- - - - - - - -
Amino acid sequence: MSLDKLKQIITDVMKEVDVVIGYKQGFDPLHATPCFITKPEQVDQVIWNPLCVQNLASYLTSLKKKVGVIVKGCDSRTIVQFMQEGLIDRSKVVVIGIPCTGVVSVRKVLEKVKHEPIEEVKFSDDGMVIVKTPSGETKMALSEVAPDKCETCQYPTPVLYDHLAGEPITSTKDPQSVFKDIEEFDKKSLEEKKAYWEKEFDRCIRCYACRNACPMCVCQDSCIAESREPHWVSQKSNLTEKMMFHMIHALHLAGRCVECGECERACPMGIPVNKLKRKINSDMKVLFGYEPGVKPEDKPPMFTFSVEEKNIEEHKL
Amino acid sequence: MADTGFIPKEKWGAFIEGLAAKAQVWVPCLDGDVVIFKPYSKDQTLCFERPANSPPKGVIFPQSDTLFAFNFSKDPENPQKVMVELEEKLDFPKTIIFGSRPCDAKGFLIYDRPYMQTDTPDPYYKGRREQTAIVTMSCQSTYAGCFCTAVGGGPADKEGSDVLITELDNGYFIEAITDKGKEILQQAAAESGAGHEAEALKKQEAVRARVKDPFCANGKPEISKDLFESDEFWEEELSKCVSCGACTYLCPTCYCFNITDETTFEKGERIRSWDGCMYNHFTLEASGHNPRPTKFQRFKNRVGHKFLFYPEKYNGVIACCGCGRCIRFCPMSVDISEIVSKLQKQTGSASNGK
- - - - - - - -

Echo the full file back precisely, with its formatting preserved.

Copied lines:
Amino acid sequence: MSLDKLKQIITDVMKEVDVVIGYKQGFDPLHATPCFITKPEQVDQVIWNPLCVQNLASYLTSLKKKVGVIVKGCDSRTIVQFMQEGLIDRSKVVVIGIPCTGVVSVRKVLEKVKHEPIEEVKFSDDGMVIVKTPSGETKMALSEVAPDKCETCQYPTPVLYDHLAGEPITSTKDPQSVFKDIEEFDKKSLEEKKAYWEKEFDRCIRCYACRNACPMCVCQDSCIAESREPHWVSQKSNLTEKMMFHMIHALHLAGRCVECGECERACPMGIPVNKLKRKINSDMKVLFGYEPGVKPEDKPPMFTFSVEEKNIEEHKL
Amino acid sequence: MADTGFIPKEKWGAFIEGLAAKAQVWVPCLDGDVVIFKPYSKDQTLCFERPANSPPKGVIFPQSDTLFAFNFSKDPENPQKVMVELEEKLDFPKTIIFGSRPCDAKGFLIYDRPYMQTDTPDPYYKGRREQTAIVTMSCQSTYAGCFCTAVGGGPADKEGSDVLITELDNGYFIEAITDKGKEILQQAAAESGAGHEAEALKKQEAVRARVKDPFCANGKPEISKDLFESDEFWEEELSKCVSCGACTYLCPTCYCFNITDETTFEKGERIRSWDGCMYNHFTLEASGHNPRPTKFQRFKNRVGHKFLFYPEKYNGVIACCGCGRCIRFCPMSVDISEIVSKLQKQTGSASNGK